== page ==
Whether U.S. allies will be persuaded to block Huawei from building their 5G networks remains uncertain, but Lin said the stakes in the standoff are clear.

“If China succeeds in using Huawei to dominate [the global 5G network], the free world will gradually fall into China’s high-tech iron curtain. That’s why the U.S. has turned aggressive in blocking Huawei, which has strived after having had copied code from Cisco’s [router software] technology a decade ago,” Lin said.

Escalating tensions

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Huawei chief financial officer Meng Wanzhou leaves her Vancouver home with her security detail for an extradition hearing in British Columbia Supreme Court. VOA

Song Hong at the Institute of World Economics and Politics under the Chinese Academy of Social Sciences said he’s worried the U.S. may widen its target to include more Chinese tech firms.

But he said Beijing is adapting to the new reality by gradually cutting its dependence on the U.S. technology.

“China has greatly strengthened its tech capabilities. I think Huawei’s [Ren] speaks on behalf of most Chinese businesses. That is, if you try to block me, I have no choice but to work to find other solutions,” he said.

An executive from China’s tech sector, who spoke to VOA on the condition of anonymity, said he’s not worried that the U.S.-China tech war will escalate. But he said China should respond to U.S. concerns.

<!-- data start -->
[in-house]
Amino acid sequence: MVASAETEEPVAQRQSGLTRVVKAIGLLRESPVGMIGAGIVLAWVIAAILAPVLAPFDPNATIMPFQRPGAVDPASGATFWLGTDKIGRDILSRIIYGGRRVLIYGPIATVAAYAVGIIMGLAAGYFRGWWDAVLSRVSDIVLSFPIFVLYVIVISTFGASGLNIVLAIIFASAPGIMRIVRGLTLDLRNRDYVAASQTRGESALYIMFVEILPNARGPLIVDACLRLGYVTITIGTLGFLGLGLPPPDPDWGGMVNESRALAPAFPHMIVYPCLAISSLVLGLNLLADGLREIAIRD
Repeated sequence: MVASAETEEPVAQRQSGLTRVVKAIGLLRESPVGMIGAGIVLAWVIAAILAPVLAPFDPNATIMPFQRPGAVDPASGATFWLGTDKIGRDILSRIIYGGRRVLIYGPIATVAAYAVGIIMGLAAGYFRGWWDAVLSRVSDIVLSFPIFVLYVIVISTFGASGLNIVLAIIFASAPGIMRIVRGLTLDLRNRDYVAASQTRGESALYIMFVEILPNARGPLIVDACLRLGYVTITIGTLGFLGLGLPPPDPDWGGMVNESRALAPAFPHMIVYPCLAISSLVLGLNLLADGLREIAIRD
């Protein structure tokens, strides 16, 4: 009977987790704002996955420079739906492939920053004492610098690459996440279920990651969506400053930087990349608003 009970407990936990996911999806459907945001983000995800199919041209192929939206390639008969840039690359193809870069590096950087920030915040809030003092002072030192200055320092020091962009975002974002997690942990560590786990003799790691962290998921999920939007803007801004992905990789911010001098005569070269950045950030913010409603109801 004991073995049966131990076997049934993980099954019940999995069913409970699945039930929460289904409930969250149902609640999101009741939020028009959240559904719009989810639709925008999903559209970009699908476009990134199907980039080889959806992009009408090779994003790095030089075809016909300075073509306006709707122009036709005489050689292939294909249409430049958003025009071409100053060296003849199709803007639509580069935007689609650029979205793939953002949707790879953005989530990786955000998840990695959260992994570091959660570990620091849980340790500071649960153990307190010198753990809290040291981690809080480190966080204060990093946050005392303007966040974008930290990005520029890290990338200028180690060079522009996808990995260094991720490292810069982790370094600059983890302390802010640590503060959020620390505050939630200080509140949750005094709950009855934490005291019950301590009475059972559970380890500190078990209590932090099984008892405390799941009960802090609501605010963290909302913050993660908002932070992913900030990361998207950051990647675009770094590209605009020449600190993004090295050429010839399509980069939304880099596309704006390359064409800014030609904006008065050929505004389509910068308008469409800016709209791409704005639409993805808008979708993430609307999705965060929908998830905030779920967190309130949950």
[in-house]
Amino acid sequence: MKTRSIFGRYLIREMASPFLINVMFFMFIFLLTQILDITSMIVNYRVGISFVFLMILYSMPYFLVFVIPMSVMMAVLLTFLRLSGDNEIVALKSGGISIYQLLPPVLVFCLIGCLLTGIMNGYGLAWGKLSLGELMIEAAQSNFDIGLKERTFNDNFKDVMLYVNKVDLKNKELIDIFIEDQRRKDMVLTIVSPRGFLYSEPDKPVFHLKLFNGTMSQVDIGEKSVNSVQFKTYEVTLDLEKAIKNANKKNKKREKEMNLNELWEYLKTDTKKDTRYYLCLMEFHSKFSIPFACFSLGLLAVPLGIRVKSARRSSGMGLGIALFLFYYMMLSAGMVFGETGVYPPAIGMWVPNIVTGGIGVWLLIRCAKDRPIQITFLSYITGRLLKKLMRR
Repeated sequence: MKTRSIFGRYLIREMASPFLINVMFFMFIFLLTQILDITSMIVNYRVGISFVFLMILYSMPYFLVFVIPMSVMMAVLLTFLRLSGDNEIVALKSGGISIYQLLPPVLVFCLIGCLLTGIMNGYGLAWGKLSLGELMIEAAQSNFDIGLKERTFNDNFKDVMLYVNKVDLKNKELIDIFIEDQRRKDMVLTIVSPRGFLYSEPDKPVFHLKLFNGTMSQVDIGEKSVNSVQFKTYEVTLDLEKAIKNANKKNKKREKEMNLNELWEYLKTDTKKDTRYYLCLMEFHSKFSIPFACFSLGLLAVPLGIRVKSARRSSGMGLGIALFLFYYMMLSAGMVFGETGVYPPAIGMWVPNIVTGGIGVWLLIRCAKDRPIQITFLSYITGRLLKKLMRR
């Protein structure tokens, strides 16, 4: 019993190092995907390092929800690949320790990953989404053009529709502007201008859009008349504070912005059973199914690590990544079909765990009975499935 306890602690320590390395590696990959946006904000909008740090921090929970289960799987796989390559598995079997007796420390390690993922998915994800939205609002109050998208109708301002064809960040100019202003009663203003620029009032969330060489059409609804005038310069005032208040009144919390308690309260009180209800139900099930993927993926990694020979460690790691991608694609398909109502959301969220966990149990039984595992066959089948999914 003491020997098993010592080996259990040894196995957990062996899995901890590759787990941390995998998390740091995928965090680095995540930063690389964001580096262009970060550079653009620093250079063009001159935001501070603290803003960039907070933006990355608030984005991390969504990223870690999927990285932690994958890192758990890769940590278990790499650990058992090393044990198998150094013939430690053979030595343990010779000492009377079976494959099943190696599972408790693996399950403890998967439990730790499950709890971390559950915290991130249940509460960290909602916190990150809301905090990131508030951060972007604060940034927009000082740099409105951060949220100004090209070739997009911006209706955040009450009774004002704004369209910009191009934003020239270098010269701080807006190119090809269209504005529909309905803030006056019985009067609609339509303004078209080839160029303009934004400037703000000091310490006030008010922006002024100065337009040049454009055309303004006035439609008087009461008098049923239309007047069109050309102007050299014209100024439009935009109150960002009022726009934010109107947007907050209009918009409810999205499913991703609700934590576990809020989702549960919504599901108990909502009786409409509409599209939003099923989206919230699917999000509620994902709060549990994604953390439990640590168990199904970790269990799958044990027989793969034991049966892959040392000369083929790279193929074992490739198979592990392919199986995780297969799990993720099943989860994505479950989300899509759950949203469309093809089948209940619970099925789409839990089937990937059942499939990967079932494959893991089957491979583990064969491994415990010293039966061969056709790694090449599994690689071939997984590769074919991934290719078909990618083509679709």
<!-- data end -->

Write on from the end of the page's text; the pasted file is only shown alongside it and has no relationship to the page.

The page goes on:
“The U.S. has made a great contribution [to the world’s tech development] and now come up with some requests. I find that reasonable, right? I think China, as a responsible country, should respect and communicate well [with the U.S.] on a reasonable basis,” he said.

Warning from Meng’s case

While tech executives look at how the long-term competition between the two countries will play out, the fate of Meng — the daughter of Huawei’s founder — will impact relations in the short term. Canada has begun week-long court hearings to determine whether to extradite Meng to the United States to stand trial on fraud charges linked to the alleged violation of U.S. sanctions against Iran.

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Meng, who was arrested in late 2018 in Canada, denies any wrongdoing.

Regardless of the outcome of the case, said Lin of National Taiwan University, the United States has succeeded in sending a warning to those who have harmed or plan to go against U.S. tech interests.  (VOA)